Credit Spreads... Up, Down, Sideways... It doesn't matter.

Up, Down, Sideways… It doesn’t matter.

By November 23, 2015Markets, Options, Stocks, Trading

The mental calisthenics to evaluate all of the hundreds of inputs that determine a stock’s price and direction can be exhausting. Trying to forecast is stressful and definitely difficult.

A simple change in perspective and strategy can increase the odds of success from what a stock doesn’t do. 

The three market direction choices of Up, Down and Sideways put probability against you when you select one. The one in three odds is daunting to say the least.

Here what you can do: Use a limited risk option strategy.

If used correctly, this strategy can help you make money based on what the stock is most likely not going to do.

So essentially you are flipping the script by predicting where a stock in not going to go. Think about it… How many times have you been following a stock and you are not quite sure where it will be in 2-3 months, but you almost positive that it won’t be at a certain price in the future based what you know about that stock.

This option strategy is called a Credit Spread. It either involves two call options or two put options, but not a call and a put together. It sounds complicated, but it’s rather simple.

How it works: If you think a stock is going to Down

Let’s say you think a stock is going to trade sideways or go down over the next 90 days, but most likely will not be going up anytime soon. So what you could do is sell a call option that is above where you think the market could go. To protect yourself, you have to buy an option even further away from the option you sold using the same expiration month. This makes it a spread and limits your risk.

If the stock stays below or settles on the price of the call option you sold at expiration you get to keep the money you collected when you sold the spread. If the stock from some reason doesn’t do what you thought it would do and goes up, you can only lose the difference between the two strike prices.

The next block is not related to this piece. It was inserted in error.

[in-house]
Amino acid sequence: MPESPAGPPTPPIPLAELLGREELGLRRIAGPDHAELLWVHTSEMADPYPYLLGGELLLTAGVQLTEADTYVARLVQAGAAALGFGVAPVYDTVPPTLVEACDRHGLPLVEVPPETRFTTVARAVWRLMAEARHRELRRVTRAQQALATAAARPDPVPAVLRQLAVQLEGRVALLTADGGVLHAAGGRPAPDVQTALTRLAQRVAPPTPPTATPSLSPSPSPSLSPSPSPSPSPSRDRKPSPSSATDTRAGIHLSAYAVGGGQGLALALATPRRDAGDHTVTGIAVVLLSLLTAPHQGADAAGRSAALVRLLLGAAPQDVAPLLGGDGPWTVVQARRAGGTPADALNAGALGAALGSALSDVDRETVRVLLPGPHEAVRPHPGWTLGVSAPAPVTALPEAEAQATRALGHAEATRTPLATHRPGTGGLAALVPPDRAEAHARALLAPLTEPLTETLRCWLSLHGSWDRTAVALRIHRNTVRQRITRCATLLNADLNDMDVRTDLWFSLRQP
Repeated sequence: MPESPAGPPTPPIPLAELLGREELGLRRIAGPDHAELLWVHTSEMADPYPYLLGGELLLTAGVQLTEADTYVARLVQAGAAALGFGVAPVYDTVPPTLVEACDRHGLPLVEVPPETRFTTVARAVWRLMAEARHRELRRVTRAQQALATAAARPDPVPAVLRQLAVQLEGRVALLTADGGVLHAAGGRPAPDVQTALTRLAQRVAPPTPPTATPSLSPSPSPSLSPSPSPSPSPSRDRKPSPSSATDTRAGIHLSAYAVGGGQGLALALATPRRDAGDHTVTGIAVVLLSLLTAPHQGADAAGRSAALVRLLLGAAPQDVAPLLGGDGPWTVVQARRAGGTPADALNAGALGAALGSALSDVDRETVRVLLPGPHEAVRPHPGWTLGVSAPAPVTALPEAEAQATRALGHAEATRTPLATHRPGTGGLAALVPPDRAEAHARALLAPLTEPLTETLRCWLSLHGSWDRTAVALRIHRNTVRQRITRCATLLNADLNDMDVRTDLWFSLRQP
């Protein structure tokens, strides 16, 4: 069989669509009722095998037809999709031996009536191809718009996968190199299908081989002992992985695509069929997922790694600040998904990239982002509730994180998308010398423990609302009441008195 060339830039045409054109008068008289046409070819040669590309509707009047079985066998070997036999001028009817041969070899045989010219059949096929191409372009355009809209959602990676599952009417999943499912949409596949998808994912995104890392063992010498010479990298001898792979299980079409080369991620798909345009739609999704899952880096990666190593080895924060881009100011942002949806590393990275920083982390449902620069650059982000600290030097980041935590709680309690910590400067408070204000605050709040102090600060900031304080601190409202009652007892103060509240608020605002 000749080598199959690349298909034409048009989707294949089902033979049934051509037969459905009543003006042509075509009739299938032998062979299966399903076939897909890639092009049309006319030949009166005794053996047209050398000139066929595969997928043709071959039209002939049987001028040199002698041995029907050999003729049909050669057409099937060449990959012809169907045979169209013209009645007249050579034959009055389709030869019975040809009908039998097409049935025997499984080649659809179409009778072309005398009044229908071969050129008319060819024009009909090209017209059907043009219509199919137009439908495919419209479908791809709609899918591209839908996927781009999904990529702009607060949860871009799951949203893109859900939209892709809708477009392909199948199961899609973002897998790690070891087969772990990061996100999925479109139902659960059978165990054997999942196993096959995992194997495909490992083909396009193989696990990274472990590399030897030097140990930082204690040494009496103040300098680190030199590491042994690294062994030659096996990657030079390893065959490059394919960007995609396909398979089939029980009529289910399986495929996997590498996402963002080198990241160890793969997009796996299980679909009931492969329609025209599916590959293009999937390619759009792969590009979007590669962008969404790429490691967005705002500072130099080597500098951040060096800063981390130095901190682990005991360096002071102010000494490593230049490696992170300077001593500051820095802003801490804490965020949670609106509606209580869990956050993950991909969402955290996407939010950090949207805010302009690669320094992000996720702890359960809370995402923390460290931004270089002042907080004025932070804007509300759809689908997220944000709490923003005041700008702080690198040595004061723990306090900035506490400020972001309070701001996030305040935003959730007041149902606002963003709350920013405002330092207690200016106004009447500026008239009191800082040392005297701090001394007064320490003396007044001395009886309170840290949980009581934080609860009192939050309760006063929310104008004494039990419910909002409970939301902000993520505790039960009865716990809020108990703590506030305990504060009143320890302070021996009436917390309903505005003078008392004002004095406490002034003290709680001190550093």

How it works: If you think a stock is going to Up

If you think a stock is going to stay in a range or go up over a certain period of time you can do the same thing mentioned above, but use puts instead of calls.

For example, if you believe a stock you follow is going to do anything except go down over a certain period of time you could sell a put option below the price you think that stock wouldn’t go. For protection, you need to buy a put option that is further away than the option you sold. This make is a Put Option Credit Spread. You make money if the stock stay above the option you sold and lose if it settles below it at expiration.

Go Get Em 

There you have it! When you are undecided where a stock or commodity will go, but are pretty sure where it is not going to go try using a credit spread.


Alan Knuckman

Author Alan Knuckman

Alan Knuckman is the Founder and Chief Market Strategist for a subscription trading service for his inner circle members. He has over 25 years of market experience that began in the pits of the Chicago Board of Trade as a runner and progressed to a Treasury Bond speculator. Each trading day Alan is the video host of the Morning Market Stir from the CME Group and the Pre Market Pulse on CBOEtv. He is also a frequent financial commentator appearing on television regularly with CNBC, CNN, Bloomberg, and Fox Business Network.

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